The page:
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Author and advice columnist Cheryl Strayed is doing pretty well for herself now, but she tells the explicit story of falling down a financial hole to get there.

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Vulture shared an interview by Manjula Martin, excerpted from her new book Scratch: Writers, Money and the Art of Making a Living. If you are a writer or artist, then making a living is often a secondary challenge to making your work. Strayed’s narrative is either comforting or terrifying, depending on if you see huge commercial success at the end of your journey. Strayed says she received an unusually high advance in 2003 for her first book, Torch, but the money was heavily taxed and distributed over 4 years. She says she had also accrued $50,000 in debt to write the book in the first place:

So I sold my book for $100,000, and what I received was a check for about $21,000 a year over the course of four years, and I paid a third of that to the IRS. Don’t get me wrong, the book deal helped a lot—it was like getting a grant every year for four years. But it wasn’t enough to live off. So, I guess it was a humbling lesson!

Strayed says that her family qualified during this time for food stamps, but she refused to apply for them because of a somewhat weird delineation between different kinds of poverty:

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I grew up poor, and I did get food stamps as a kid, so there was a sense of shame about it. And I also acknowledged that we were poor by choice. Here we were, two people with master’s degrees, choosing to keep faith with our art, and because of that we were poor. That’s different from being poor—really poor, actually poor. And I know that because I came from those people. And I just couldn’t take in that way from our society.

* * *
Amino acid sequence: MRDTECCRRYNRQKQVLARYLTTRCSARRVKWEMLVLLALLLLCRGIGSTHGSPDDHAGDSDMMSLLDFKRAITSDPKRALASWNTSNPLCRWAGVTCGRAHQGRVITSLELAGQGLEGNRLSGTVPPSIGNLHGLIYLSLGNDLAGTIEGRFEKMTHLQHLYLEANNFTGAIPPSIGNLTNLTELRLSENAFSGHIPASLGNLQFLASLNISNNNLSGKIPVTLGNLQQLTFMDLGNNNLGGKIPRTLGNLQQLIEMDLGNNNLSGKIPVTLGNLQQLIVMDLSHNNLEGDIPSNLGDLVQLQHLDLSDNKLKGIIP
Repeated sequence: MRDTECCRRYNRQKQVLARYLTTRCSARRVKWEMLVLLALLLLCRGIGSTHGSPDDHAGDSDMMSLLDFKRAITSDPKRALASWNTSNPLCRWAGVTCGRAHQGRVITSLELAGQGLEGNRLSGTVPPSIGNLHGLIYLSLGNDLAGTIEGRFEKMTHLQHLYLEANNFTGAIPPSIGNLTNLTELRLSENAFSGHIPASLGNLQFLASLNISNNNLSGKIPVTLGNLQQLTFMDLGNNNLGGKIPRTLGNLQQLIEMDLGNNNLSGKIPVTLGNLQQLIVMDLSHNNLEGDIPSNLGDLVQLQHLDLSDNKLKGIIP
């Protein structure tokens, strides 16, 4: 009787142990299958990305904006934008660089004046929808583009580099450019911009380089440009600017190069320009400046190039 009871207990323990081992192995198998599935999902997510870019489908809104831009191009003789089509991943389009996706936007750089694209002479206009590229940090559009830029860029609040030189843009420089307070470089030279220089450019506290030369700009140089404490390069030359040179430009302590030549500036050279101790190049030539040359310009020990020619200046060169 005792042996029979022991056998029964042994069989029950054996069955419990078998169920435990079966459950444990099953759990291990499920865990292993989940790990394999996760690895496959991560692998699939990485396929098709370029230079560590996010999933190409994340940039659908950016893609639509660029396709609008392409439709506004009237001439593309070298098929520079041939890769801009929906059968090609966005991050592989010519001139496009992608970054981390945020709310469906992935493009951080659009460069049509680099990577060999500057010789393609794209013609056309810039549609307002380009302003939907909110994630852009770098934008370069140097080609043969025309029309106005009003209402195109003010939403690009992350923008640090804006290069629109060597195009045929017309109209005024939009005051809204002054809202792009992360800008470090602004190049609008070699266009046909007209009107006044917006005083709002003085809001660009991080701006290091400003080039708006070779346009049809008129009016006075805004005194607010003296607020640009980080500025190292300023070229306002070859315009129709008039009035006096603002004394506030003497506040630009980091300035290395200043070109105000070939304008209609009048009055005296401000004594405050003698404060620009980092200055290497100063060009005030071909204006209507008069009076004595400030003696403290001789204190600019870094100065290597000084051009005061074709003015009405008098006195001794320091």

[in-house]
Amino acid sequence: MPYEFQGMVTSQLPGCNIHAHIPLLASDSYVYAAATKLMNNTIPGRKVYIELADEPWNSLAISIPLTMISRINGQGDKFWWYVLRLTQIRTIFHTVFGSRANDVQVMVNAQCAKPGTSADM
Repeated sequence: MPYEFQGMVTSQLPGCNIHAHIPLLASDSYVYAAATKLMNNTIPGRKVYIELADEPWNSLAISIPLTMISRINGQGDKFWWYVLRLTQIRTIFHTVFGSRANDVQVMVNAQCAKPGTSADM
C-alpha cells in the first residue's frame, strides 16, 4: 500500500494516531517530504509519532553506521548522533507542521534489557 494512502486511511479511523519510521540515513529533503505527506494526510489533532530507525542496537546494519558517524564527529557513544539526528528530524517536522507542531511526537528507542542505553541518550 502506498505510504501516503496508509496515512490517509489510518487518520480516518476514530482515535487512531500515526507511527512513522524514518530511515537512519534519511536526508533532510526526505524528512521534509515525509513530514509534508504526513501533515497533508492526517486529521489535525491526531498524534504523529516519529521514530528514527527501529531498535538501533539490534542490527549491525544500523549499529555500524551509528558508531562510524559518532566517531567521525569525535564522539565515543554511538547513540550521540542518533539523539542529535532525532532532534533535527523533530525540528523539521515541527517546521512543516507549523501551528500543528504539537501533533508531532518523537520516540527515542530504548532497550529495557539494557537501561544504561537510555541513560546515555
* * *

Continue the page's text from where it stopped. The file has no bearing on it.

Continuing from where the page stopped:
At the end of the day, if I had really needed to get a job that paid the bills, I could have. And I always chose not to, because I wanted to write. So I didn’t feel entitled to public assistance.

It was in 2009 that Strayed sold Wild for $400,000. At the time, Strayed says she was about $85,000 in debt and about to lose her house. The book debuted number 7 on The New York Times bestseller list, but in April 2012, when it had been out a month, her husband called her on tour to let her know the rent check had bounced. She didn’t receive her first royalties for Wild until January 2013.

Strayed says the only difference between who she was then and now is how she is able to buy things for herself without stress, which is actually a pretty huge difference if you’ve ever experienced that transition. She does acknowledge the privileges that make making art possible, though she claims not have had them earlier in her career, saying, “Here’s another thing that’s so interesting about money that people never talk about: there are all these invisible advantages and privileges people have. Parents who help out with a down payment, or a grandparent who takes the kids every Tuesday. Parents who pay for college. We didn’t have any of that.”